The Framed Actors

In my opinion, the film truly shines when it embraces the theatrical setting. Particularly, the moments when Larson and the singer portrayed by Vanessa Hudgens sing about their conflicts over work and the future with Larson’s girlfriend stand out as a highlight. Even the initial introduction and the first song are absolutely fantastic.

The choreography in these scenes is particularly noteworthy. Characters are seated in chairs at the front of the stage, facing the audience. They sing and engage in animated conversation, their smiles widening as the conversation becomes more intense. The choreography gradually quickens, resulting in one of the most dynamic sequences in the entire film.

While the director’s choice to intercut the theater musical scenes with the domestic drama of Larson and his girlfriend at home adds depth to the narrative, it’s undeniable that Miranda’s direction allows the actors in the film to deliver performances that feel authentic and uncontrived, akin to live theater acting.

Andrew Garfield

One thing that stands out in the film is the remarkable focus on Andrew Garfield in his first musical role. Garfield is among the select few actors who consistently manage to surprise audiences with their versatility in portraying diverse roles. His performances in movies like The Social Network, Silence, and Hacksaw Ridge are examples of his skill in emotional drama.

In Silence, he adds a distinct touch to his character. In Tick, Tick… Boom!, a love letter to Broadway, Garfield continues to showcase the same versatility as in his earlier films. He approaches every musical scene with fervor, not just singing and delivering an eccentric performance, but also striking the right dramatic chords.

As Larson, a character engrossed in creating art while facing conflicts with his loved ones, the audience initially perceives him as somewhat selfish. However, Garfield’s acting prowess quickly elicits sympathy from the viewers. His performances make the characters relatable and grounded in reality, enhancing the audience’s connection to the story.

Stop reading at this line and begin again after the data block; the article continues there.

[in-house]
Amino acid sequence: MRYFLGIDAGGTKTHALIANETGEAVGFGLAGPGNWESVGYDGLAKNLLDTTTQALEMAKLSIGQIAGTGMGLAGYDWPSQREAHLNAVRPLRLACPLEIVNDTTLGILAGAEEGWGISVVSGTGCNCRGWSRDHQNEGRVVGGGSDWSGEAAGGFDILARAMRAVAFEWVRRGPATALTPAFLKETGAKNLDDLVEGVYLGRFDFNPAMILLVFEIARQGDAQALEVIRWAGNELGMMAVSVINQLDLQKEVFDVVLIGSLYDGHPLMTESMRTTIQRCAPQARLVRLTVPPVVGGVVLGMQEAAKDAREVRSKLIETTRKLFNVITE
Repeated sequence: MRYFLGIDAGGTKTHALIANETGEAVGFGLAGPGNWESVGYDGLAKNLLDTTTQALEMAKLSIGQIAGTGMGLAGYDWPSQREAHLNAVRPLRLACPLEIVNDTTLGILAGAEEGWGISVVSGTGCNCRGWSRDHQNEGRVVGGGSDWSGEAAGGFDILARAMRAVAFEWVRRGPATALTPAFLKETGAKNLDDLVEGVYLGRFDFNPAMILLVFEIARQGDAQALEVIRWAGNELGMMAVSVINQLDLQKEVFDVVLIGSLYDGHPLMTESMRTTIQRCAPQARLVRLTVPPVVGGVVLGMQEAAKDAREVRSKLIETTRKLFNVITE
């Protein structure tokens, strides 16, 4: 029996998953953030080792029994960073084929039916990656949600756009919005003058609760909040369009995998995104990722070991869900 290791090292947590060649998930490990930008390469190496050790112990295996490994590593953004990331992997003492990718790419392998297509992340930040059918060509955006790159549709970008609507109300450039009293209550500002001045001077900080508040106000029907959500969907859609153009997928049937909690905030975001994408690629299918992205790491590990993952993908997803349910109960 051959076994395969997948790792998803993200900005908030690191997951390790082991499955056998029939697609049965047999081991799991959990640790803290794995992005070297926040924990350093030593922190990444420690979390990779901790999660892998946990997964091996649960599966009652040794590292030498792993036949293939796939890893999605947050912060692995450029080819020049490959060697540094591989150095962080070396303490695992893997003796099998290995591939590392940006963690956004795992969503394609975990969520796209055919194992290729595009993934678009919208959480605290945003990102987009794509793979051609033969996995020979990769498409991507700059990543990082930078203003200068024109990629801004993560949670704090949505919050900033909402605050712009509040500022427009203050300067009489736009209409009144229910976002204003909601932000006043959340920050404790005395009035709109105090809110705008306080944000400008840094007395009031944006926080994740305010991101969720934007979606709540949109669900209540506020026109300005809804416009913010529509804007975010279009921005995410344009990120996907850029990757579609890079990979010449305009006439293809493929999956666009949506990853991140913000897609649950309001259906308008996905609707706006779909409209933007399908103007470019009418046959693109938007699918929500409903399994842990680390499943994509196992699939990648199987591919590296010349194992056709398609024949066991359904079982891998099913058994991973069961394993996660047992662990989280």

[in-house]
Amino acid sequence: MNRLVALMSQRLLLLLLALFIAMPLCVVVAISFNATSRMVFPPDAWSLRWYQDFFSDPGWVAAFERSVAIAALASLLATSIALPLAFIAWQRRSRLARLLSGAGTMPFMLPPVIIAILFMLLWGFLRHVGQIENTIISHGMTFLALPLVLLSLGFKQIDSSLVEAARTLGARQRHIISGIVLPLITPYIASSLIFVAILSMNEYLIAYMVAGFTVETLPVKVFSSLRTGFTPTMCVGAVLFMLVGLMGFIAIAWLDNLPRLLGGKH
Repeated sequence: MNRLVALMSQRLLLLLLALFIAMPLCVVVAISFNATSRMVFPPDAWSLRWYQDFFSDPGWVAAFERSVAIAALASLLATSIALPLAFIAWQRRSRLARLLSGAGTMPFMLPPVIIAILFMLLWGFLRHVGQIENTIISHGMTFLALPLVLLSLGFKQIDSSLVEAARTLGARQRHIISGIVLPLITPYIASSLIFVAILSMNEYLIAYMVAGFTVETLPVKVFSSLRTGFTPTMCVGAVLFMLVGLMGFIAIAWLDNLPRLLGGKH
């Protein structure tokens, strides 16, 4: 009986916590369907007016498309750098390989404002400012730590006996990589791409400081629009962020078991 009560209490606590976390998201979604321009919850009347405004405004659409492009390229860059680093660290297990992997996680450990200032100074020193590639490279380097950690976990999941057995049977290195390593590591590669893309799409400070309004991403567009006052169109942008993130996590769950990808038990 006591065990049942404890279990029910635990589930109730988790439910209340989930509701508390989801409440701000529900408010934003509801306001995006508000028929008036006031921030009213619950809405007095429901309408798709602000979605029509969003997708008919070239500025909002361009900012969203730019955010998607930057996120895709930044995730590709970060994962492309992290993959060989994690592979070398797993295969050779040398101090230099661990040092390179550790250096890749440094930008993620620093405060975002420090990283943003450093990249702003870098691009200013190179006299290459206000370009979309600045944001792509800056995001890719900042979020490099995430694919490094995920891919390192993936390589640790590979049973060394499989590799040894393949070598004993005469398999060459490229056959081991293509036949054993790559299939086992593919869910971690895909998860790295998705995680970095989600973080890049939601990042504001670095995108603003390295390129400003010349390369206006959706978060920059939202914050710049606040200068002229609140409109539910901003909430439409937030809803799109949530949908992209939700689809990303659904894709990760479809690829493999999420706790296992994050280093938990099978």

The Guide

Every audience should watch this film, especially as a guide for those entering their thirties. It’s not easy to grasp that life has its limits. Regardless of how much time individuals have or how they choose to spend it, time won’t yield meaningful results unless it’s filled with pursuits that truly resonate with the individual. Jonathan Larson’s life story, portrayed in the film, delves into precisely these themes.

Tick, Tick… Boom! offers numerous aspects that can be appreciated by audiences, with the exception of Larson’s girlfriend. Her character’s success might serve as a testament to the character who inspired Larson. While the love story between Larson and his girlfriend plays a central role, it becomes even more crucial since the audience already knows how the story ends. Larson’s feeling that time is relentlessly catching up to him would lose its appeal if the film didn’t explore the lives and roles of the characters surrounding him.

Characters such as Larson’s girlfriend and his childhood friend do exist, and Miranda highlights their roles throughout the narrative. However, Miranda never delves deeply into the interpersonal conflicts between these characters, except for during the following musical scene. These problems significantly impacted Larson, but the film only presents them as they manifest through new songs.

The Narration of Time

The film’s focus isn’t solely on time chasing Larson. To accentuate the urgency of impending deadlines and his struggle with writer’s block, the film adopts a fast-paced narrative tone. It rarely takes a moment to delve into emotions or contemplate Larson’s character more deeply. It would have been beneficial to include additional scenes, such as Larson’s moments of introspection while swimming and metaphorically diving into his thoughts.

While the film introduces the audience to the characters and their challenges in an engaging manner, it doesn’t always portray these characters as fully developed human beings beyond their surface characteristics. For instance, when Larson’s friend falls ill with HIV, Larson feels sadness, but after turning his emotions into a song, the issue quickly transitions into another subject for him to sing about. Given that the foundation of the story is rooted in the performing arts, the narrative often seems to jump from one issue to the next. However, the film could benefit from slowing down at times, allowing for more depth in the storytelling. Miranda could convey this impression through editing or camera work.

Nevertheless, Tick, Tick… Boom! is a fantastic fusion of musical theater and musical drama. Andrew Garfield’s dazzling acting performance adds a delightful touch to this love letter to art enthusiasts and, notably, to one of its creators, Jonathan Larson. The story is relatable and will likely have the audience singing along from the heart.